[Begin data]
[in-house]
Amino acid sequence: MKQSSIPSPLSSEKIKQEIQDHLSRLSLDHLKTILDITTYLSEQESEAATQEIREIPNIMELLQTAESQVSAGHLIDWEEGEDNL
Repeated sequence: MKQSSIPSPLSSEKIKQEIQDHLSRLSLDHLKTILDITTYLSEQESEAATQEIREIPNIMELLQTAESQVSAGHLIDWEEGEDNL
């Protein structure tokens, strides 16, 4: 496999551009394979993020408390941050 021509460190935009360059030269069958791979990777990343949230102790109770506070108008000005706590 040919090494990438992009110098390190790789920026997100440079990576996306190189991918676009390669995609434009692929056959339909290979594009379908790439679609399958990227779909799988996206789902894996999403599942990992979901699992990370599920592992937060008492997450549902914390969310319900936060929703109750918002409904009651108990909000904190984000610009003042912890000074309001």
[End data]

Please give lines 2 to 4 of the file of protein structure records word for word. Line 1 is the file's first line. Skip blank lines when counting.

Amino acid sequence: MKQSSIPSPLSSEKIKQEIQDHLSRLSLDHLKTILDITTYLSEQESEAATQEIREIPNIMELLQTAESQVSAGHLIDWEEGEDNL
Repeated sequence: MKQSSIPSPLSSEKIKQEIQDHLSRLSLDHLKTILDITTYLSEQESEAATQEIREIPNIMELLQTAESQVSAGHLIDWEEGEDNL
């Protein structure tokens, strides 16, 4: 496999551009394979993020408390941050 021509460190935009360059030269069958791979990777990343949230102790109770506070108008000005706590 040919090494990438992009110098390190790789920026997100440079990576996306190189991918676009390669995609434009692929056959339909290979594009379908790439679609399958990227779909799988996206789902894996999403599942990992979901699992990370599920592992937060008492997450549902914390969310319900936060929703109750918002409904009651108990909000904190984000610009003042912890000074309001």